In this case, the Court finds that while the time in which Robert was tortured (i.e., fifteen hours) was comparatively much shorter than that of other hostage victims previously considered by this district court, the sheer intensity and frequency of abuse caused Robert to experience a degree of suffering that exceeded that of previous hostages, save perhaps the victims in Higgins and Weinstein. The hijackers were both uncertain and insecure about their ability to control the volatile circumstances inherent in their hijacking of the plane. As a result, they chose to impose an inordinate amount of pain and suffering on Robert as an example to the other passengers should any have been contemplating resistance or revolt. As the uncertainty of the situation escalated, so did the intensity and frequency of the beatings to which Robert was subjected. The Court concludes that Robert's estate is entitled to $500,000.00 for the pain and suffering he endured prior to being singled out for execution.
With respect to the several minutes of anguish and pain Robert endured as and immediately after being shot by Hamadi and thrown from the plane, this district court has previously awarded the estates of terrorist victims suffering similarly brief yet intense pain an amount of $1,000,000. See e.g., Eisenfeld v. Islamic Republic of Iran, 172 F. Supp.2d 1, 8 (D.C. July 11, 2000) (victim of bus bombing who survived attack for several minutes before dying); Flatow, 999 F. Supp. at 29 (same). Likewise, this Court awards Robert's estate the sum of $1,000,000 for this terminal stage of his pain and suffering. In total, the Court will enter a judgment in favor of the Estate of Robert Stethem in the amount of $2,404,665.00.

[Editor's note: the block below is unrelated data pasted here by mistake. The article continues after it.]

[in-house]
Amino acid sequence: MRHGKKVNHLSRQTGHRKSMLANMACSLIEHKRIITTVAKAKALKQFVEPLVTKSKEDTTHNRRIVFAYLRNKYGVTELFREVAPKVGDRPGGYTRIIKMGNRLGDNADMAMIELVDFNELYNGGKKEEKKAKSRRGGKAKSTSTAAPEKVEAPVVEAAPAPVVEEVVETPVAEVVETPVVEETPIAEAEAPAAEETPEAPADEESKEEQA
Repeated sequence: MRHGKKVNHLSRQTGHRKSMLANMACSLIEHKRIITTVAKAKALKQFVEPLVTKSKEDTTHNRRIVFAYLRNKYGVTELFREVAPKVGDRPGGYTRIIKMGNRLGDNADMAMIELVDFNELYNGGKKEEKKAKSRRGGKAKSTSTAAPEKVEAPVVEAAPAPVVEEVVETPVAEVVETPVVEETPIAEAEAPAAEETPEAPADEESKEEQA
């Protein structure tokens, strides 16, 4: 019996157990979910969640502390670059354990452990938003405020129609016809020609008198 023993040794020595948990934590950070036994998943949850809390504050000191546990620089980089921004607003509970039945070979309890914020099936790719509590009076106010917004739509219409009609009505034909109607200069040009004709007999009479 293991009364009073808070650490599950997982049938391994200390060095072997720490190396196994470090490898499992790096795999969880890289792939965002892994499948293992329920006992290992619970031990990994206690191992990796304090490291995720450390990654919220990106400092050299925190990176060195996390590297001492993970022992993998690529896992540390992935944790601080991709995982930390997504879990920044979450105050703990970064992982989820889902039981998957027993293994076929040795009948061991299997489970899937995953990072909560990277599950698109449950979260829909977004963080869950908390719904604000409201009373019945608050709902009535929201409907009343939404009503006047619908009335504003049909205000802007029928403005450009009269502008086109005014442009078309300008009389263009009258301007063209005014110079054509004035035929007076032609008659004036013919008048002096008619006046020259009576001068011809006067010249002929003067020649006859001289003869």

The Stethem parents also seek loss of solatium damages on behalf of all the Stethems for the bereavement and grief attendant upon their loss of Robert's society and companionship. Because the District of Columbia does not recognize claims for loss of solatium, this Court has recognized this cause of action under the federal common law by relying upon the Second Restatement of Torts: "`[O]ne who by extreme and outrageous conduct intentionally or recklessly causes severe emotional distress to another is subject to liability for such emotional distress.'" Wagner, 172 F. Supp.2d at 136 (citing Restatement (Second) of Torts § 46 (1986)). All acts of terrorism are by their very definition extreme and outrageous and intended to cause the highest degree of emotional distress, literally, terror, in their targeted audience: The more extreme and outrageous, the greater the resulting distress. In this case, the agents of Hizballah and Amal engaged in conduct no less extreme than that of their fellow terrorists in earlier cases. Because the Stethems have consequently experienced grave emotional distress from having lost a beloved son and brother, they are entitled to damages for loss of solatium.